By Kalbe Ali
Dawn : February 25, 2017
ISLAMABAD: A well in one of the holiest sites in the Sikh religion, believed to be the birthplace of the religion, has been made functional and the government has allowed the well’s holy water to be exported.
“The water from this well is like what Aab-i-Zamzam is to Muslims. Now, the well has been shaped and a filtration plant has been set up over it so that Sikh devotees can drink the water,” Evacuee Trust Property Board (ETPB) Chairman Siddiqul Farooq told a Senate committee on Friday.
Mr Farooq was briefing the Senate Standing Committee on Religious Affairs at the Parliament House. He explained that three ancient gurdwaras visited by the founder of Sikhism, Baba Guru Nanak, have been reopened.
“The doors of these gurdwaras – one in Peshawar and two in the Nankana Sahib district – were closed after partition, and now they have been handed over to the Sikh community after renovation,” Mr Farooq said.
He said Gurdwara Kartarpur Sahib in Nankana Sahib is where Baba Guru Nanak is believed to have spent the final years of his life.
“But the most considerable achievement is the opening of the holy well at Gurdwara Kartarpur Sahib. Its water is called Amrit Jal by the Sikhs, and the government has allowed for the water to be exported all over the world.”
The committee was informed that the government is in the process of allowing the printing of the Sikh religious text the Gurugranth Sahib.
Senate body informed of reopening of three gurdwaras, renovations at Katas Raj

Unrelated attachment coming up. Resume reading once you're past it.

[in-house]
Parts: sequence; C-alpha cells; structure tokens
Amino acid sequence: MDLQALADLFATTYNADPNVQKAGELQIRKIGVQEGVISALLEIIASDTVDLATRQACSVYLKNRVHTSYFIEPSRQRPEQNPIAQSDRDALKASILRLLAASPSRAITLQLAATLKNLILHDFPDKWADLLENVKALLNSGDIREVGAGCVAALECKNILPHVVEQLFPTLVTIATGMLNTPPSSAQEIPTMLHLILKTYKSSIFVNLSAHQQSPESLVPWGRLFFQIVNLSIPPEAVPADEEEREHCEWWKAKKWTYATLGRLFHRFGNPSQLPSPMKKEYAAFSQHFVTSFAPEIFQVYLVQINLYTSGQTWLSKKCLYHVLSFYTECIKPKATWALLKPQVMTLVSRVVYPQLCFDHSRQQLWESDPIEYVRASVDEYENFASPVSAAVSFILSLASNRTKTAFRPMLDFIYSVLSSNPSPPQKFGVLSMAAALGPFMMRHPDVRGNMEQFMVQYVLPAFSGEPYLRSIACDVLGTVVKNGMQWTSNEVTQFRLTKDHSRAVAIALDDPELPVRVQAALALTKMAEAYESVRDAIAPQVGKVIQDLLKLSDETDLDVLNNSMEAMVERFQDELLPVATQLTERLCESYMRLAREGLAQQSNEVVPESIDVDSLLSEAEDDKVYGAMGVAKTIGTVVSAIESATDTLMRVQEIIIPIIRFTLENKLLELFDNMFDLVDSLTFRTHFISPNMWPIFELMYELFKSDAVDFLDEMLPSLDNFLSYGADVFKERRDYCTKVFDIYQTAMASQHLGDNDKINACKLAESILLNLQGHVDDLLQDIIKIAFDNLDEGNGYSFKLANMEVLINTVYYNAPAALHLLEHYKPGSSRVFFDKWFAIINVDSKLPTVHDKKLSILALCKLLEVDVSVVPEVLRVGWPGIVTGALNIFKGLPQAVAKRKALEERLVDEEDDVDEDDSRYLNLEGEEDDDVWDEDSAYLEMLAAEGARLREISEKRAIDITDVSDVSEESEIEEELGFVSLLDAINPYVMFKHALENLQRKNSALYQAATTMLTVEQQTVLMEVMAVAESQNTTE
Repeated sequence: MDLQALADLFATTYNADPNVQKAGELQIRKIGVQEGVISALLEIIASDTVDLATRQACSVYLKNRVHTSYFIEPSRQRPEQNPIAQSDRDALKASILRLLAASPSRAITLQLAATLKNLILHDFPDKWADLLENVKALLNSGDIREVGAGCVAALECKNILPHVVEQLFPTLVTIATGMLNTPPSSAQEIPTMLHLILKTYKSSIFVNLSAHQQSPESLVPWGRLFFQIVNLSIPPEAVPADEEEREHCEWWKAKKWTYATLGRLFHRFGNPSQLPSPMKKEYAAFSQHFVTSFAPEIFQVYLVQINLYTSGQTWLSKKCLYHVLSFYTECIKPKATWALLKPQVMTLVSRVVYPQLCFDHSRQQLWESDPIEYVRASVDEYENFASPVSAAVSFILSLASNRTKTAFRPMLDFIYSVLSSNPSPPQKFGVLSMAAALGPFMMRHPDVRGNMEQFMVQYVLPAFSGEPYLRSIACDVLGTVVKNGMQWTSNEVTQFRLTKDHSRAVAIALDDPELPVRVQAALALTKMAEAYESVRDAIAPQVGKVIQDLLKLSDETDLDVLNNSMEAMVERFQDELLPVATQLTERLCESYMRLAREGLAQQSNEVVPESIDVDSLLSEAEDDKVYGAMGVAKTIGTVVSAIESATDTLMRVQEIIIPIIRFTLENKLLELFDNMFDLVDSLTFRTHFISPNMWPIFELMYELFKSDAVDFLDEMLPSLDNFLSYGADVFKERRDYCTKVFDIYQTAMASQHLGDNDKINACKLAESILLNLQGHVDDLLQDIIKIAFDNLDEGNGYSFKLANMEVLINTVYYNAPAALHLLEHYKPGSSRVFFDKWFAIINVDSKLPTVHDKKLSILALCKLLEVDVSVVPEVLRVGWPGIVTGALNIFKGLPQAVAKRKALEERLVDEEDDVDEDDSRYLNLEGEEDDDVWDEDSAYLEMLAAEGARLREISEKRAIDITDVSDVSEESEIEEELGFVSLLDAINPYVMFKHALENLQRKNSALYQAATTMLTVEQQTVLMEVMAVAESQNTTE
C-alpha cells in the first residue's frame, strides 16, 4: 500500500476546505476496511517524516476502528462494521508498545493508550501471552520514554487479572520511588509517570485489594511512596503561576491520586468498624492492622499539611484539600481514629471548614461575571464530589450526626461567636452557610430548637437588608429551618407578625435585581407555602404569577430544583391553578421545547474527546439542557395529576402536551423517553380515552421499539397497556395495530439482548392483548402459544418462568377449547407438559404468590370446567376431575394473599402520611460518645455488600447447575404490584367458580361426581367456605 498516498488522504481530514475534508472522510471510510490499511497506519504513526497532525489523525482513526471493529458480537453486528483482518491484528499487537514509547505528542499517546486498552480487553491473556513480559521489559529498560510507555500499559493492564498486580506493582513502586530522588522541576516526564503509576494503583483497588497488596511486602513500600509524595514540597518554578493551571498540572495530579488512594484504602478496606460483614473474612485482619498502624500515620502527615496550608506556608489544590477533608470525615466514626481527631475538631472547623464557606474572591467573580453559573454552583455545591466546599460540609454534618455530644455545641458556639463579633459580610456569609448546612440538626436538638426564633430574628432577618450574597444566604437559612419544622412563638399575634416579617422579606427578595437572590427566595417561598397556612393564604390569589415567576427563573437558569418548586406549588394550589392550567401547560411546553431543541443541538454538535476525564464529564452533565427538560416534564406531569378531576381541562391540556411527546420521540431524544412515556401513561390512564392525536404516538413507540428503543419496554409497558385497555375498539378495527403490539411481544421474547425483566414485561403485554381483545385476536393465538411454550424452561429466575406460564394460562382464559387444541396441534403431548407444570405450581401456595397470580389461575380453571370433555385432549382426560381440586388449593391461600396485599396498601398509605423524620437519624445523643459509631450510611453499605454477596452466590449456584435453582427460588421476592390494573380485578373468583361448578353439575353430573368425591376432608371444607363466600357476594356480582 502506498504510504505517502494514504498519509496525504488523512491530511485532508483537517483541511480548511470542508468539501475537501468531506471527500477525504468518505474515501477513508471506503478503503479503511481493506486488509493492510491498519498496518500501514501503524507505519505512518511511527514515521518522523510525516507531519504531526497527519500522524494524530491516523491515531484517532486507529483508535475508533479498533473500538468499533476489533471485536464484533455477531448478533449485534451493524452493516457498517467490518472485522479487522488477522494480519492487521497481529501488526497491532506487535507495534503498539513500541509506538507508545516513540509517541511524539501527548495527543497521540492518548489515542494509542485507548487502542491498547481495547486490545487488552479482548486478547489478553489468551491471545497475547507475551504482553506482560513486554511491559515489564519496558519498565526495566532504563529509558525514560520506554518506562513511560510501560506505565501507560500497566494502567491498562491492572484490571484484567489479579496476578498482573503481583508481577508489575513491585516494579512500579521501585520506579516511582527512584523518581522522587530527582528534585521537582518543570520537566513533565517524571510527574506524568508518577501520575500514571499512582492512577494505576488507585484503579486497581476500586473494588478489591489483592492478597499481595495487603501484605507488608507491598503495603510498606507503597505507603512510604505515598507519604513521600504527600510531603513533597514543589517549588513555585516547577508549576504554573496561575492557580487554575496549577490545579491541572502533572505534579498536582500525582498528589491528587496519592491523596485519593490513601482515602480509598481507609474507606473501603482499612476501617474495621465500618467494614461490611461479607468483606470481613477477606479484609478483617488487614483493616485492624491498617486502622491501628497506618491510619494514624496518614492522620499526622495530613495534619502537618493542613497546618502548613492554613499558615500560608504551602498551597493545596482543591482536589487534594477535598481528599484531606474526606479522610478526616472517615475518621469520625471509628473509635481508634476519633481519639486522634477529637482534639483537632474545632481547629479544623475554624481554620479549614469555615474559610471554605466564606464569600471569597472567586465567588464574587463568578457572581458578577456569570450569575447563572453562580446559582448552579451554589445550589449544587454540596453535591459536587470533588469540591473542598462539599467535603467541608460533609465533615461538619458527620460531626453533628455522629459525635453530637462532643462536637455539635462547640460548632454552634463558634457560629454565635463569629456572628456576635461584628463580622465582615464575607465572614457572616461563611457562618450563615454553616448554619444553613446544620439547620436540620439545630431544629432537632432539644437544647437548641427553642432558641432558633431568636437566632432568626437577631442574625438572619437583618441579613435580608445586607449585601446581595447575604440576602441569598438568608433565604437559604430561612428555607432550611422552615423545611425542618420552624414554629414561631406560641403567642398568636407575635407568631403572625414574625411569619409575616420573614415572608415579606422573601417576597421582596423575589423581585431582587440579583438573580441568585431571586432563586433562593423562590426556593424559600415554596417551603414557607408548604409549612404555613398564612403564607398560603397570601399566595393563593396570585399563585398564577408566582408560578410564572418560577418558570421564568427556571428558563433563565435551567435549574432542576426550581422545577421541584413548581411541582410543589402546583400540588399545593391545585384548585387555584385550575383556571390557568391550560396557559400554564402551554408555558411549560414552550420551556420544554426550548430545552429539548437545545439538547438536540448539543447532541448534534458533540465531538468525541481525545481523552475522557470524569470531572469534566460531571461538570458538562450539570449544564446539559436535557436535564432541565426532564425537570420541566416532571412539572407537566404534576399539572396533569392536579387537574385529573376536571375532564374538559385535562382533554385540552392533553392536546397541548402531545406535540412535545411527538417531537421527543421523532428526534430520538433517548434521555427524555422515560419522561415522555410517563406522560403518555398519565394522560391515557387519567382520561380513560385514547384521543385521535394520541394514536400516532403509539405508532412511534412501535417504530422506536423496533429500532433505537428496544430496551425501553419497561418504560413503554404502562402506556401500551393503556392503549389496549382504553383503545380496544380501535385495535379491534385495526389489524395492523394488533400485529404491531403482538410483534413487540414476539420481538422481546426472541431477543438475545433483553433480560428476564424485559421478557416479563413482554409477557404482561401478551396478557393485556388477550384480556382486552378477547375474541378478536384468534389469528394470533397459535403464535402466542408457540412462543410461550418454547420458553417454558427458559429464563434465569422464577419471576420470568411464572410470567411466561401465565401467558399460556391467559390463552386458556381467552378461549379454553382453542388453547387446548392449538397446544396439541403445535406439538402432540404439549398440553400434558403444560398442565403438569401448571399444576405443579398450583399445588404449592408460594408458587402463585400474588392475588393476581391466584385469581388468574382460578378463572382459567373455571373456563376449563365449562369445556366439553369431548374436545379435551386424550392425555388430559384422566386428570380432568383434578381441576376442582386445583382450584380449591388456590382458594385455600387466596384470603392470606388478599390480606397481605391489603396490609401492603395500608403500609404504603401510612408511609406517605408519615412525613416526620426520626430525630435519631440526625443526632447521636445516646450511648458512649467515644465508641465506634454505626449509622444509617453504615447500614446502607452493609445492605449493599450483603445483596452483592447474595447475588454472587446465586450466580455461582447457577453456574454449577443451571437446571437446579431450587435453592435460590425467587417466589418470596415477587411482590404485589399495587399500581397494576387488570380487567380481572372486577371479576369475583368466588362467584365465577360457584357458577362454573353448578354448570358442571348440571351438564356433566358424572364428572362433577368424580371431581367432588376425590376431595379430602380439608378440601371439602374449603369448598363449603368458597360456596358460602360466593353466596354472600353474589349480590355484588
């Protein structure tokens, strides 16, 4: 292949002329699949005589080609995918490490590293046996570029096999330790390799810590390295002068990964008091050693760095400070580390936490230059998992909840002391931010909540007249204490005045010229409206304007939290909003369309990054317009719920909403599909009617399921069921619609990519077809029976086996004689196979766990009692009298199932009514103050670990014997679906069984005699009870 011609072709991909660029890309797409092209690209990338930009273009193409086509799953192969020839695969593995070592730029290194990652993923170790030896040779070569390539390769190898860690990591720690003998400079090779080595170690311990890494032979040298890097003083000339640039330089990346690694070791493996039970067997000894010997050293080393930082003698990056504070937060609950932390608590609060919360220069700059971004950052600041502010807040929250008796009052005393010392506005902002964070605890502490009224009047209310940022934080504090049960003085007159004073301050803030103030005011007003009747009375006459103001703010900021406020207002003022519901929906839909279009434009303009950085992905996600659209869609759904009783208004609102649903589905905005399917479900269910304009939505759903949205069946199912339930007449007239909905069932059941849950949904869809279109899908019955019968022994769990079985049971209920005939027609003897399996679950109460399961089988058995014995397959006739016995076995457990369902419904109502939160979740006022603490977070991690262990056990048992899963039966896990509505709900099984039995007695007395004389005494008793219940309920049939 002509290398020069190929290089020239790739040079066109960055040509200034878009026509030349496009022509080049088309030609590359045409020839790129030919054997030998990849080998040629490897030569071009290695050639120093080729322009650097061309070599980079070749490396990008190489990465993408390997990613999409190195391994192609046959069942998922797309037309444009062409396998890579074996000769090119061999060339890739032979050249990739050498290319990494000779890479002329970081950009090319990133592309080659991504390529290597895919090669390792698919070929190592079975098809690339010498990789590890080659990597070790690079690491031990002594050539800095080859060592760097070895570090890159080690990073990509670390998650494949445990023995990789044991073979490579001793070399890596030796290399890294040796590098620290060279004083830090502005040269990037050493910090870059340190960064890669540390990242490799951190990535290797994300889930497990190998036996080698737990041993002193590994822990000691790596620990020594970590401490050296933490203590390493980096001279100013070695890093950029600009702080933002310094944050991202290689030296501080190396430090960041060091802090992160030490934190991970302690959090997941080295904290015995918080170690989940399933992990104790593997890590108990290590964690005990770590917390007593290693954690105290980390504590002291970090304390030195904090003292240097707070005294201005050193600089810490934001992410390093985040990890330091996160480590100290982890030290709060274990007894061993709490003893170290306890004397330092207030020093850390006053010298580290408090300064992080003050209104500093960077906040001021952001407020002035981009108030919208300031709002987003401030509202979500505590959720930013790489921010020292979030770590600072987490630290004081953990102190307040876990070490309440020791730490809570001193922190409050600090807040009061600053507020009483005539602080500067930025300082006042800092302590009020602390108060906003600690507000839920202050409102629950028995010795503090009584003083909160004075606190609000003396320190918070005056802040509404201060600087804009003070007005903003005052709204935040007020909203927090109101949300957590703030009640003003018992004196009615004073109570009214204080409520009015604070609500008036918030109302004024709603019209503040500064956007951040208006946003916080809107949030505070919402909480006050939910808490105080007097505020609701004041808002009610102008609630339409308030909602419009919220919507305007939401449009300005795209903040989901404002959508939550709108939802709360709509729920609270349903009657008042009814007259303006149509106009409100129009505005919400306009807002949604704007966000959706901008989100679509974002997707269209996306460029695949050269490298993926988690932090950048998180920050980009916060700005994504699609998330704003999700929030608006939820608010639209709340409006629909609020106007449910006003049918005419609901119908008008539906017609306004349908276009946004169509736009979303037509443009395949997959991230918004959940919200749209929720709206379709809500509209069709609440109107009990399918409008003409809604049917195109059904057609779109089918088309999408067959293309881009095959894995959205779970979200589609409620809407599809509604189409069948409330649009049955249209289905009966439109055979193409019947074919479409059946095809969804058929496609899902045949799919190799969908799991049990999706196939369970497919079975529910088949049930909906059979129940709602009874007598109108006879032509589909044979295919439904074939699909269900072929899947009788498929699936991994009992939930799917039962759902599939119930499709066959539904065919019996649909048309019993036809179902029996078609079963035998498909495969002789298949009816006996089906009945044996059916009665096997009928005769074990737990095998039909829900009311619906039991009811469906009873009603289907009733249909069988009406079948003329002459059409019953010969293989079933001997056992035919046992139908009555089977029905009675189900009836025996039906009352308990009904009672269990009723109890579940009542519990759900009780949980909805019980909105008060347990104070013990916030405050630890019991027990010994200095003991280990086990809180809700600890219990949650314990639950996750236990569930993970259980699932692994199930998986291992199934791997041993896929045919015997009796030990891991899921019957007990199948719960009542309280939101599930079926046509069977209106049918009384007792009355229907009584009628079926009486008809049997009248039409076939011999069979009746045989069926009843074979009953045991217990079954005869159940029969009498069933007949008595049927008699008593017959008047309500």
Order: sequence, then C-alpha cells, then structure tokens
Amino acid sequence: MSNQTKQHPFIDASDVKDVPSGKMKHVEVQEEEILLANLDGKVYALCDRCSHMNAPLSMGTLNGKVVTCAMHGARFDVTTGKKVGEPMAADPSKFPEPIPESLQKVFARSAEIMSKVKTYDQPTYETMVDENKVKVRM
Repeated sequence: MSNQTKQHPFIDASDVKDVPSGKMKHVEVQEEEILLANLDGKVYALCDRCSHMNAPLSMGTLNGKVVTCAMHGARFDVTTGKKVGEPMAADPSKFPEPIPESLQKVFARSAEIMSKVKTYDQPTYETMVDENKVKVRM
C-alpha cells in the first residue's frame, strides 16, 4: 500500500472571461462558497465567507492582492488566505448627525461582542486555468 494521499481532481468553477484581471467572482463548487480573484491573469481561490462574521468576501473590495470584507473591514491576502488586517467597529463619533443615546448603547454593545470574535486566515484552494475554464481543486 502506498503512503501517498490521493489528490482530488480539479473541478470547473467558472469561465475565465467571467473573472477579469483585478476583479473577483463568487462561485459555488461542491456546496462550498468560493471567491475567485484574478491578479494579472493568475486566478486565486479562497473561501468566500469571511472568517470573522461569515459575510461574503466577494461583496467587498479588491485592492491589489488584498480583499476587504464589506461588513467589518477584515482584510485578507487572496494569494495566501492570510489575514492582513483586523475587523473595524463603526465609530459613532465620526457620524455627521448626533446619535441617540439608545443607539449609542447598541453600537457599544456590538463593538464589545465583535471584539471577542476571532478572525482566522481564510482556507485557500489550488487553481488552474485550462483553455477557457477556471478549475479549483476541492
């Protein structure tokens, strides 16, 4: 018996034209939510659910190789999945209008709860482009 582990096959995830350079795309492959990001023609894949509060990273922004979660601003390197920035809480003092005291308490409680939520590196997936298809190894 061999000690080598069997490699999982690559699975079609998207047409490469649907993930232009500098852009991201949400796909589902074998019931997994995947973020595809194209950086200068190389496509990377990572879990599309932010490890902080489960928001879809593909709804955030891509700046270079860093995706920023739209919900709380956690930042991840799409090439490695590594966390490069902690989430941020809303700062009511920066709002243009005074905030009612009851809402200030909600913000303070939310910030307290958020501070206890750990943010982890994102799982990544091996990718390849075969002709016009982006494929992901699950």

Committee chairman Senator Hafiz Hamdullah asked during the ETPB official’s briefing why the gurdwaras and the holy well had been closed for so many years.
Instead of addressing the question, officials from the Ministry of Religious Affairs, including Minister Sardar Mohammad Yousuf, Secretary Khalid Masood and ETPB officials remained silent. Jamiat Ulema-i-Islam-Fazl’s Mr Hamdullah said it was not the right path to keep anyone from following their religion.
“We need to be considerate and facilitate, as much as possible, the members of other religious to worship at their temples or gurdwaras or churches. Whatever the reason for their closure, we should try to maintain them and hand them over to the concerned community,” he said.
He also asked ETPB officials if the Gurugranth Sahib was available in Urdu, and expressed the desire to read it. Other committee members mentioned that the holy book also contains mystical poetry.
Mr Farooq told the committee that the Gurugranth Sahib contains the poetry of Sufi saints, including Baba Fareed and Bulleh Shah. He added the foundation of the Golden Temple in Amritsar was laid by Mian Tir, a Muslim.
He said there are similar efforts to renovate Katas Raj, a holy Hindu temple complex in the Chakwal district.
“A holy well there has been refurbished and a filtration plant became operational a few days ago, which was inaugurated by the prime minister in the presence of foreign envoys, including the Indian high commissioner, who even prayed at the renovated Shiv Mandir,” Mr Farooq said.
Senator Ashok Kumar pointed towards the funding requirement for the Hinglaj Mata temple in Balochistan, and was informed that the temple falls under the jurisdiction of the provincial government and not the ETPB.
Mr Hamdullah and other committee members directed the ministry and the ETPB chairman to get permission from the ETPB board and donate an ambulance to the temple.
“We talk about our rights, but we ignore our duties and responsibilities towards others,” he added.
The committee also discussed the performance of the Pakistan Madressa Board, and it was noted that cases regarding malfunctioning and misappropriations should be forwarded to the National Accountability Bureau and the Federal Investigation Agency.